Angie H Roh

“Our priority is to target countries where English is needed as a second language and there is market demand for children’s English education. We know Mexico is one of the countries with the highest demand, for example,” Angie H. Roh, marketing manager for Caramel Tree, told Publishing Perspectives.

Caramel Tree is a children’s imprint of JLS, a Seoul-based educational company with offices in Seattle, San Francisco and Vancouver.

“We provide textbooks for children from kindergarten to elementary school level learning English as a second language,” Angie said.

“We have international clients and we provide partial customization of books if required. We have 200 for elementary children and publish between 20 and 30 new titles every year. As well as export we have more than 100 ESL schools in South Korea, and therefore our print runs are high for our captive market.

Outside South Korea, other Asian countries such as China, Singapore and Thailand are our biggest markets, and we’re in talks with distributors in Brazil, Peru and Mexico.

“We definitely think there is a lot of potential for us in Latin America.”

The firm either imports directly to distributors, currently in 10 countries, or strikes up partnerships with publishers that bring out its books under license, and sells physical and ebooks via Amazon.

“Our books are written by English, Canadian and American children’s book authors, and we buy exclusive rights,” she said.

Kim Eun Hee


Kong & Park is the other textbook publisher hawking its wares in Guadalajara in a bid to expand its catalog of Spanish-language books into countries such as Argentina, Chile, Colombia and Mexico.

The Seoul-based publisher, which also has offices in Schaumburg, Illinois, is also looking to distribute Spanish-language books for learning Chinese characters in Latin America, according to the firm’s president Kyung-Yong Kong.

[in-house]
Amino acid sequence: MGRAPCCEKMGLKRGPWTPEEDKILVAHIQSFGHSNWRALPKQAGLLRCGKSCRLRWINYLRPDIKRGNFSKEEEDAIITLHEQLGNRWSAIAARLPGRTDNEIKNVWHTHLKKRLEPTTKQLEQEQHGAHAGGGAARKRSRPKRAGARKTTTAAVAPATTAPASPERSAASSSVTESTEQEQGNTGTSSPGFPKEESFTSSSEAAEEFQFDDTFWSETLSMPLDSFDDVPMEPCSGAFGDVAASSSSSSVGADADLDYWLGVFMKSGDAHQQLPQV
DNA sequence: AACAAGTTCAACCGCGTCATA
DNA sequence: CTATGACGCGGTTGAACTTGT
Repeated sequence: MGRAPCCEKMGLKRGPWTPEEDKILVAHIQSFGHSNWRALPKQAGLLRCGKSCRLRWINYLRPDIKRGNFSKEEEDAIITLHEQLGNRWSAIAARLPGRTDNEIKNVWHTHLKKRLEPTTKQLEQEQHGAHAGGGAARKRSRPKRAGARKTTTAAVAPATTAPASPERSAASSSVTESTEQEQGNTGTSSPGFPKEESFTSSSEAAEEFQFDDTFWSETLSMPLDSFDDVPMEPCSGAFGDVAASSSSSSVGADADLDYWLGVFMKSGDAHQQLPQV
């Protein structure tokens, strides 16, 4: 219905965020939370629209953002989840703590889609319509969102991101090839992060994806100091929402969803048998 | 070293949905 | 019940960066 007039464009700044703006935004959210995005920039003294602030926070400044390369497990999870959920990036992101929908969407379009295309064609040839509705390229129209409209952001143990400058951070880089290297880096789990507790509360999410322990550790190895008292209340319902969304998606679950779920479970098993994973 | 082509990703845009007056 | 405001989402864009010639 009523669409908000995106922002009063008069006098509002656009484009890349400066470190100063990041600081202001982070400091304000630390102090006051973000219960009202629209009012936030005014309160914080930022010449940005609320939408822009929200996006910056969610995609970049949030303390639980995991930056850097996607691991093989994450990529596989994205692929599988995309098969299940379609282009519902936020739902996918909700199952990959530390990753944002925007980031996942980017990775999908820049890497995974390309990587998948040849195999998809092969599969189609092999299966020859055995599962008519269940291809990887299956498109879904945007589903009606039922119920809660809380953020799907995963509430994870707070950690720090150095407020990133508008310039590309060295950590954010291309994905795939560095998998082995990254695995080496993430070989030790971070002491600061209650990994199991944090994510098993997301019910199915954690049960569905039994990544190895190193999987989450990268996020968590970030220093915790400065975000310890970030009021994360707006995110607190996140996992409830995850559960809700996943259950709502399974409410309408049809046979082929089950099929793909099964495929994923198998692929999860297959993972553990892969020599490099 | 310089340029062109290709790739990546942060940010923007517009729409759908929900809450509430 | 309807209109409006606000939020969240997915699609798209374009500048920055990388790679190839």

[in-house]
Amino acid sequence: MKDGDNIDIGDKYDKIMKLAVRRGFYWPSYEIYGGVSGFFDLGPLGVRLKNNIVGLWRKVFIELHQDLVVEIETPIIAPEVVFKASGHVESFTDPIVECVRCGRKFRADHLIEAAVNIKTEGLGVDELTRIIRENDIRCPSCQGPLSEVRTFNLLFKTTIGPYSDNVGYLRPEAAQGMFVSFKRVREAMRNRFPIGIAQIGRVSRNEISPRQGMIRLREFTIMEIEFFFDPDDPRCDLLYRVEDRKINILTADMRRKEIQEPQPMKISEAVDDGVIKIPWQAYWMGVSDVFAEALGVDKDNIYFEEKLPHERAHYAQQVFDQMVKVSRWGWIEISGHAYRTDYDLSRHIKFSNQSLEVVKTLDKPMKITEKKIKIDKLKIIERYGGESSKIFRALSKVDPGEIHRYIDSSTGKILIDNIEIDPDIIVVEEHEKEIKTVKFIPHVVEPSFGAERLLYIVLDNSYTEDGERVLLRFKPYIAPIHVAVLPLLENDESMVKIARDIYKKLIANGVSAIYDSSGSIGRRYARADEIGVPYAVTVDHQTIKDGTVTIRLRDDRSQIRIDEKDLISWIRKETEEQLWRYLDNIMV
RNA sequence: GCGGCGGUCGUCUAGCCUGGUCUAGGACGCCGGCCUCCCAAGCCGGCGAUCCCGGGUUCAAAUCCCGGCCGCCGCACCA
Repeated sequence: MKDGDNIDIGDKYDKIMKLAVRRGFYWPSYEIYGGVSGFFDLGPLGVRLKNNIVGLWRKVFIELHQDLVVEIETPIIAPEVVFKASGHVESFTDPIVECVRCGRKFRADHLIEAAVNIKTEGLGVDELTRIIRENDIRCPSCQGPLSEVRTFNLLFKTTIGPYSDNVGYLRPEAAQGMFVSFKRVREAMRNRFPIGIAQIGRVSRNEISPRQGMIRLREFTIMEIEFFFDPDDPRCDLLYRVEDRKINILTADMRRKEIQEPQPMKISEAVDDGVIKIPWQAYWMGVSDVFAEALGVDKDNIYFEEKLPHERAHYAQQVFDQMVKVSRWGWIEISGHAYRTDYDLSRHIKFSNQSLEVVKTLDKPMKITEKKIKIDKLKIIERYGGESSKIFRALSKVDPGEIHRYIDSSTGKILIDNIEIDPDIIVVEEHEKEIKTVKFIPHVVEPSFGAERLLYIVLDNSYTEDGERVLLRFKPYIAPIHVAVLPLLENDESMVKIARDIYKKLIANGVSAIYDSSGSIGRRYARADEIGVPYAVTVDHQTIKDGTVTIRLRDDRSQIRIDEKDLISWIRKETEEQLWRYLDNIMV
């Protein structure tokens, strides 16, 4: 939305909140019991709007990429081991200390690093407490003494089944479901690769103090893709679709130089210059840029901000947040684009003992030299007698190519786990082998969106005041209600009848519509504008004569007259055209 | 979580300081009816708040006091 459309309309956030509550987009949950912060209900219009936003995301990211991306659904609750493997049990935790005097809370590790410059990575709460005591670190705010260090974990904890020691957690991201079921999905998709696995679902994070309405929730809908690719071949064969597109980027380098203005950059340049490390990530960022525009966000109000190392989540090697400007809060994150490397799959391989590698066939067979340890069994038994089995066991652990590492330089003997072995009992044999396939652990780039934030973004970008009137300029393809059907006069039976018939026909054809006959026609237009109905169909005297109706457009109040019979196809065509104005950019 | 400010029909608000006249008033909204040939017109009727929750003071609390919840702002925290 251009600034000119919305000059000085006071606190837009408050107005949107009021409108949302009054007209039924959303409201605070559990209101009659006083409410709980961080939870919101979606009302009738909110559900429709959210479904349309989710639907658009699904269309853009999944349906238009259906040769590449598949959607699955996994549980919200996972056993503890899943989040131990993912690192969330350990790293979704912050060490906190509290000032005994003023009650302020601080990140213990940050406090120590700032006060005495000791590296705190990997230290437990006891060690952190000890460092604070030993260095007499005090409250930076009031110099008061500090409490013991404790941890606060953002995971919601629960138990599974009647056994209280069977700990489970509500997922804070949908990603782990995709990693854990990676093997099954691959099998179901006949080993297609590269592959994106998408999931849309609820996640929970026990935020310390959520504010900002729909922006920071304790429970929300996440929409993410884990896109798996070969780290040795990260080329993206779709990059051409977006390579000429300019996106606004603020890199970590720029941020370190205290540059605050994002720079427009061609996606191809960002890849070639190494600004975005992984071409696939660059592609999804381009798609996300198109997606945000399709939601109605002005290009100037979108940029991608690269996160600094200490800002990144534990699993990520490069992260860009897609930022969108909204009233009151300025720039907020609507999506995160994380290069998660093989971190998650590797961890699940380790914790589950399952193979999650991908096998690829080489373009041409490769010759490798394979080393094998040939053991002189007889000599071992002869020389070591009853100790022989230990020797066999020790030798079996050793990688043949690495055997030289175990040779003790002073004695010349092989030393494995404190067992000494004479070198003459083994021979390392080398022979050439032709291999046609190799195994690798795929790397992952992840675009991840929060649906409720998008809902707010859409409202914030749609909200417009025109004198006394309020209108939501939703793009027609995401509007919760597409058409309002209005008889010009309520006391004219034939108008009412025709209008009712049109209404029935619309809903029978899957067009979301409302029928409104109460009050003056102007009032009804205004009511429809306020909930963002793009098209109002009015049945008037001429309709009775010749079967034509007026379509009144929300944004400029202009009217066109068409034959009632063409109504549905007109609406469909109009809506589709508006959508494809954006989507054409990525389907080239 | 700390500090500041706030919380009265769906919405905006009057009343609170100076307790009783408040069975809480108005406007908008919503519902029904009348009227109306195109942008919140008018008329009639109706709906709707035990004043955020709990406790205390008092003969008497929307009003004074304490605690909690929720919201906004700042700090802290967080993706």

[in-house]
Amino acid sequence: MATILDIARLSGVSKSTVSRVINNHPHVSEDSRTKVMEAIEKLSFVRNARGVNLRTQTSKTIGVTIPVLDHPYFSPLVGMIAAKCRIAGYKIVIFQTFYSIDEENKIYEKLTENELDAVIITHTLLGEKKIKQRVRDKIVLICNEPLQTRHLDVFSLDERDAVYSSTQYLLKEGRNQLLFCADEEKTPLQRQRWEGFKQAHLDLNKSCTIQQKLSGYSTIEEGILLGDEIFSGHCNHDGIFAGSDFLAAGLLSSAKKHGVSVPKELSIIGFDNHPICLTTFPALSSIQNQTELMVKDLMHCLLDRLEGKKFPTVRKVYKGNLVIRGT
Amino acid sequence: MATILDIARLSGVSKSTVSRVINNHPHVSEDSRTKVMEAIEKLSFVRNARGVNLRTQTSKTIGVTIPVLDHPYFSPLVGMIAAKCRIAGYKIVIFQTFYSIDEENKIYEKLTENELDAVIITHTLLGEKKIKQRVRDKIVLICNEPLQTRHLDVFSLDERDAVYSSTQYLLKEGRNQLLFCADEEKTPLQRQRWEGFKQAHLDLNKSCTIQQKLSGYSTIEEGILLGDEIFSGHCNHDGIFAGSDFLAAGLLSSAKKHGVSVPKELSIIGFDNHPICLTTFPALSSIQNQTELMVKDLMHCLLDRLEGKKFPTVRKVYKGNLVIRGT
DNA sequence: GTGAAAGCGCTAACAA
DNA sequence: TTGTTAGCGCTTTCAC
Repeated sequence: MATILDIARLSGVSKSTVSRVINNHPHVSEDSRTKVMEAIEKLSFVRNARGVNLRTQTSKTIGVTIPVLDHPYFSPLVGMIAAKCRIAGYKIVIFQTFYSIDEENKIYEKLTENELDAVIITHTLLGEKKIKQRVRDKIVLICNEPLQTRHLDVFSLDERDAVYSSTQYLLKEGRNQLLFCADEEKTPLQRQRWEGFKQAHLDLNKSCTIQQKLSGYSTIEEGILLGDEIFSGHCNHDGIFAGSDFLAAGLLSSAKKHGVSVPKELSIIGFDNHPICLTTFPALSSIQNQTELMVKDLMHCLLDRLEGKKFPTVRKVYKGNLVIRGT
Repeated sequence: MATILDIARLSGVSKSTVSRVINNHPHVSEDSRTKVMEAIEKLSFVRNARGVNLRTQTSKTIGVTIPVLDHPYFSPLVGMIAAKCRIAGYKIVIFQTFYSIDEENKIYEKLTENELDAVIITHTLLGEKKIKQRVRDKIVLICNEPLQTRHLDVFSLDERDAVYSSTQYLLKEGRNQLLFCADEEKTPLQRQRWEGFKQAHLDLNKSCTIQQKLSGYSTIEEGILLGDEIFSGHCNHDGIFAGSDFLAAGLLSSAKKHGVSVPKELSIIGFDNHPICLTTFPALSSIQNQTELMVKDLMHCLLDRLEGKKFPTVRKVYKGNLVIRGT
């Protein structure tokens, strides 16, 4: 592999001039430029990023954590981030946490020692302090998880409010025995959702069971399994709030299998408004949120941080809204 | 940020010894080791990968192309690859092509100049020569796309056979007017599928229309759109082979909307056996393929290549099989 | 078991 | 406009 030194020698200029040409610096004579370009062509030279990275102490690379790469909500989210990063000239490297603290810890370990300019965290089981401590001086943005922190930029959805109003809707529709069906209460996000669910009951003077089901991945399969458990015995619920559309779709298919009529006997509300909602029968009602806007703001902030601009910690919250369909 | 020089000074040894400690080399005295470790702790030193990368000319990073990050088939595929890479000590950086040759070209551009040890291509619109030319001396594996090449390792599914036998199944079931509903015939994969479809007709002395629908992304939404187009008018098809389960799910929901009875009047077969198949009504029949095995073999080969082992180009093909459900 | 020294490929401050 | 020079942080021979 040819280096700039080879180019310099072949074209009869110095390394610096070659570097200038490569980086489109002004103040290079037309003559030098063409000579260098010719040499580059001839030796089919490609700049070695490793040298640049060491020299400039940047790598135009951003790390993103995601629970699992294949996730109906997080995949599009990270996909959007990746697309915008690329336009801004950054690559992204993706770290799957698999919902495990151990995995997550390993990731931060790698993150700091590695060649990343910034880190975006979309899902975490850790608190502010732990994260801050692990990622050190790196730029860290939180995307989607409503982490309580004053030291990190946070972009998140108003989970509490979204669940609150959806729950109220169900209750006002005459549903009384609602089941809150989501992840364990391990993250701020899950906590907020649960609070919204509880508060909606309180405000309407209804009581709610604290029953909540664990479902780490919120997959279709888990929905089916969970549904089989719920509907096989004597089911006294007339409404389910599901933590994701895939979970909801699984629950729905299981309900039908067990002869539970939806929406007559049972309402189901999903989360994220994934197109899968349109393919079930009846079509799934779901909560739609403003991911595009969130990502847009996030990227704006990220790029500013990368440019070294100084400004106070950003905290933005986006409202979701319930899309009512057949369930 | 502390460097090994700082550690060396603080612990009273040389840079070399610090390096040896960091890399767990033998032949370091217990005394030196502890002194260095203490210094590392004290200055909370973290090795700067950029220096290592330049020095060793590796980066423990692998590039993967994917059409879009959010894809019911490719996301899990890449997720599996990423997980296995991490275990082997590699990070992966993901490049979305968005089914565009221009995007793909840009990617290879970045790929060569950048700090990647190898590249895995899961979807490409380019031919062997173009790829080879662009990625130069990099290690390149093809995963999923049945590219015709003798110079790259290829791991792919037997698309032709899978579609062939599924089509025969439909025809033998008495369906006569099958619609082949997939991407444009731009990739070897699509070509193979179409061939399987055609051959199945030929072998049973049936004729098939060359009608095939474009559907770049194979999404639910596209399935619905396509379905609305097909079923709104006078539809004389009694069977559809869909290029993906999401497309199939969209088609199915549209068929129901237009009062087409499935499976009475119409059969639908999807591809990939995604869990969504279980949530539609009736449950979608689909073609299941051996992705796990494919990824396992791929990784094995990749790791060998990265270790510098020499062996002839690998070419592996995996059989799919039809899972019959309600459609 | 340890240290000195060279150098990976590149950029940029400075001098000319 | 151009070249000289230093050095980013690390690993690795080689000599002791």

“We had yet to establish a relationship with Latin America, and so we have come to Guadalajara to allow our publishers to expand into new markets,” Korean Publishers Association international project development director Kim Eun Hee said.

“It’s a potentially huge market and we want to open it up. There are many readers but we have yet to see what they are interested in, whether it’s just picture books and textbooks, or also South Korean literature.”

South Korean publishers’ biggest markets for educational books are China, Taiwan, Japan and Thailand, she said.

Despite having an 84% Internet penetration rate, one of the world’s highest for a country of nearly 50 million people, the ebook has yet to take off, Kim said.

“Many people still like to read paper books, and with children, many parents are reluctant to let their children read on electronic devices.”

Readers’ love of books is evidenced by the country having more than 31,000 registered publishing companies and more than 13,000 libraries.

Also present at the FIL is the Literature Translation Institute of Korea, which provides translation and publication grants for South Korean writers.

The KLTI has formed an alliance with Toluca, Mexico-based publisher Bonobos Editores to produce books by authors from each country for translation and publication in Mexico and South Korea.

South Korean poet Keong Ho-Seung (b. 1950) presented his book Morir después de amar at the book fair, published by Bonobos in Spanish translation earlier this year.


More on Disrupting the Book Publishing Game

New publisher will do marketing & distribution

Or is ‘improving’ a better word than ‘disrupting’?

The Foundry Group, a venture capital firm located in Boulder, Colorado, is entering the book publishing field with an interesting but not totally new business model.

The purpose of the new Foundry Group Press (FGP) will be to connect authors directly with readers by exterminating the traditional role of publishers. FGP will split book revenue 50 – 50, not as good as Amazon, BUT, FGP will help with marketing and distribution (a big deal if done right) and commit to “uncompromising use of forward-looking technologies and approaches to create the best possible book,” their site said.

FGP will also produce traditional print books as well as digital e-books.

Co-founder and CEO Dane McDonald and especially Foundry Group managing director Brad Feld (a prolific writer in his own right) offer many insightful thoughts in their own published books that show why the relationship between authors, publishers, and readers is broken—and that publishing houses are at fault.